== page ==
Fresh fish platters and exotic beverages relax the tourists and locals who are able to bask in the ravishing lights of the Karachi shore when they are turned on at night.
In addition, for those that just want to quench their thirst, Karachi has bustling places filled with fruitful milkshakes, potent teas and tasty juices.
Baloch Ice Cream has an array of delectable treats and shakes where locals and tourists can indulge in late at night.
Fanoos is another profound eatery that symbolises the change in Karachi nightlife.
Open all hours and with the occasional live bands performing, visitors can nourish themselves with the finest coffees and pastries.
However, as much as Karachi’s nightlife has seen a boom in thriving restaurants, their street food vendors have also seen a rise in popularity.
Burns Road is especially popular due to its numerous eateries and food vendors who make authentically fresh food.
With many establishments being open for more than 50 years, their recipes are unchanged which could explain how lovable the dishes are.
Like many of the restaurants, Burns Road is open till the early hours and people can feast on moist fried fish, Peshawari ice cream and sweet lassi.
Waqas Ali, an engineering student explains his love of Burns Road:
“Safe, clean and colourful atmosphere, sumptuous food, and a balmy night… what else do you want?”
Evidently, the change in Karachi’s nightlife has resulted in the boom of the food and drink industry.
The buzz around Karachi’s restaurants pays homage to its diversity but also reinforce how entertaining these places have become since the 70s.
As much as Karachi locals and foreigners like to wine and dine in the evening, malls have become highly popular in the nighttime as well.
Many shopping centres are open till late and offer immersive experiences because of the fusion of culturally rich stores and more western brands.
With numerous malls situated around Karachi, Dolmen Mall stands out as the go-to spot. The biggest mall in Karachi is a hub of high-end brands, cafes and entertainment centres.
Situated near the sea, the beauty and modern decor of the mall provide an elegant sanctuary for shoppers to enjoy.
With impressive brands like Nike and Timberland, Dolmen Mall is a treat for consumers.
In Karachi, shopping is a big attraction, whether it is in market stalls or extravagant centres. So, it comes as no surprise how popular malls are.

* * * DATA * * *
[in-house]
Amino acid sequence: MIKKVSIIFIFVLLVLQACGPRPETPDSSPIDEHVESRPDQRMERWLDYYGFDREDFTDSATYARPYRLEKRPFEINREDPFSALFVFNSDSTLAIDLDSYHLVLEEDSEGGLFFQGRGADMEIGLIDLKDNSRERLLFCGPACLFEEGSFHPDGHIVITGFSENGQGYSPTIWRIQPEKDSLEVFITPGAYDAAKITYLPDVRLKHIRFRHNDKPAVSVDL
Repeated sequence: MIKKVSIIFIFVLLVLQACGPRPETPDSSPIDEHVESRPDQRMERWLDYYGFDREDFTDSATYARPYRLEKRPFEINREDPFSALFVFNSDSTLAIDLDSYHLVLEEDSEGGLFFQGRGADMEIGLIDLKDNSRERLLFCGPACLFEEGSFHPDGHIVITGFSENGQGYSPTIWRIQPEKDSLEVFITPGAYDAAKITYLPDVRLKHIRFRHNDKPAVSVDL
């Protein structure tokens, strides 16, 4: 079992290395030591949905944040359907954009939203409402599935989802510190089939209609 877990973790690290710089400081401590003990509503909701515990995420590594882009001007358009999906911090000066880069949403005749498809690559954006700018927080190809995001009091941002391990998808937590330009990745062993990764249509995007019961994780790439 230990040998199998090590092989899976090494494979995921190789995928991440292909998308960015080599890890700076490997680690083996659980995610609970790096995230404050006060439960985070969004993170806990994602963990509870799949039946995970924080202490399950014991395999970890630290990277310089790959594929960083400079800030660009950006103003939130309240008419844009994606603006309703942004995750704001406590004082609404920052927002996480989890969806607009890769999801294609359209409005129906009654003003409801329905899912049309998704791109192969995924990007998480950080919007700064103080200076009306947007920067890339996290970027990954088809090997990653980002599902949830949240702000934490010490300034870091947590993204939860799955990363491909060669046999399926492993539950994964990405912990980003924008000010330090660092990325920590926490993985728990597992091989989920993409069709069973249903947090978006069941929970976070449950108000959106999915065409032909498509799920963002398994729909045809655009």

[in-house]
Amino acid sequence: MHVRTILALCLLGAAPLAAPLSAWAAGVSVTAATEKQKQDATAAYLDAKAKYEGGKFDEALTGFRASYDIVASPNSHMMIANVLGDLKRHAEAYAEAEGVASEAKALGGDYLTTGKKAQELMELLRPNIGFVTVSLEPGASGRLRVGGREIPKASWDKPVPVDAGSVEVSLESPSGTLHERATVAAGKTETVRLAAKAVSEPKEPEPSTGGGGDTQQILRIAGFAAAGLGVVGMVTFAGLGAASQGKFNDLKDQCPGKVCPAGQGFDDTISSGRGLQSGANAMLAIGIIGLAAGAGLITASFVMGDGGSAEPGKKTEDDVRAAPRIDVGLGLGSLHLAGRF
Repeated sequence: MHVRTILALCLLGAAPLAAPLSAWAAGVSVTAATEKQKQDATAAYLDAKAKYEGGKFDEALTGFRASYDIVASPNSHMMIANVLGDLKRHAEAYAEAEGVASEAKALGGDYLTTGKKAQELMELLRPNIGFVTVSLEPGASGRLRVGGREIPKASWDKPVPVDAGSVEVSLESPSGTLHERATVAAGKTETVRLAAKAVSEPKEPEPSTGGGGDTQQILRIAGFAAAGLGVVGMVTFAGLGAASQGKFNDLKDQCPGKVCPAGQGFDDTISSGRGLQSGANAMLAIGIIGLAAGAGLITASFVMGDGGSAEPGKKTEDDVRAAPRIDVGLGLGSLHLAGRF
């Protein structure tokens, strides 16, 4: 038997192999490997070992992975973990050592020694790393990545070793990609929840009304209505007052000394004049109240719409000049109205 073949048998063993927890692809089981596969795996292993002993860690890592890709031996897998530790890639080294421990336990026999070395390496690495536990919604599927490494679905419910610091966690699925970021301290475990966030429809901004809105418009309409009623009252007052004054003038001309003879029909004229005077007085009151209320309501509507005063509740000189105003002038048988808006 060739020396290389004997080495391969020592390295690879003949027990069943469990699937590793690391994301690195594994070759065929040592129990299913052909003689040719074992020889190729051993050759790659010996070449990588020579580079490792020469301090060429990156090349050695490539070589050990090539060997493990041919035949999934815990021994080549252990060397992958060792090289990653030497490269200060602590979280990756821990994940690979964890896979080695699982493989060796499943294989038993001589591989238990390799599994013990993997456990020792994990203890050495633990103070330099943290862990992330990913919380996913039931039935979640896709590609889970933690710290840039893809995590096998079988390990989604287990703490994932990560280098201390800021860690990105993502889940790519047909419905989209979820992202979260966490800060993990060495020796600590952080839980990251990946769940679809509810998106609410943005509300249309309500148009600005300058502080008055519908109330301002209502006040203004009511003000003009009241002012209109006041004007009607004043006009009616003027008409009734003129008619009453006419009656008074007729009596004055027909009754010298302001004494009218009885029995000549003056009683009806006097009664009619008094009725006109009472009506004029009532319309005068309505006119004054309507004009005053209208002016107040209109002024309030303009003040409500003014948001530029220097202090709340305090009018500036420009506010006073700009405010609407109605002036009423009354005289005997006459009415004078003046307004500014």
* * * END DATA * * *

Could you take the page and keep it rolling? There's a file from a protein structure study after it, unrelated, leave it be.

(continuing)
The LuckyOne Mall is especially prominent. Opened in May 2017, it is considered one of the largest malls in the world, stocking over 200 retailers.
A shoppers delight, the mall also includes a two-storey theme park and an outdoor food street, the first of its kind.
With such fresh and innovative designs, Karachi’s malls are a gala of entertainment. Once visitors arrive, they can find everything at their disposal.
This is highlighted through Karachi’s tremendous Atrium Mall. Again, a focal point of high-end brands, restaurants, and cafes, the mall also boasts an in-house 3D cinema.
Swarms of people can shop for their weekend outfits, enjoy their favourite Pakistani dish and then top the night off with friends watching a movie.
Additionally, The Forum is believed to be one of the busiest malls in Karachi.
Enjoyed by numerous visitors each day, the centre often puts on events like the auto show. which honours vintage and classic cars.
Karachi’s malls are definitely one of the most popular sectors of the city’s nightlife.
Even though Karachi has always been interested in fashion and shopping, the malls have reinvented themselves to fit in with the new aspects of Karachi’s nightlife.
Food, drink, fashion, cinema, live music are all different elements of the evening’s entertainment, and the malls engulf these magical qualities of Karachi nightlife under one roof.
Although the restaurants, malls and beaches of Karachi have an abundance of joyful elements, the change in the nightlife meant a rejuvenation of other forms of entertainment.
The celebration and love for LIVE music mean that open-top concerts have been highly successful.
In 2015, musical stars Shafqat Amanat Ali Khan, Rahat Fateh Ali Khan and Umair Jaswal graced Karachi at the Jashan-e-Pakistan concert.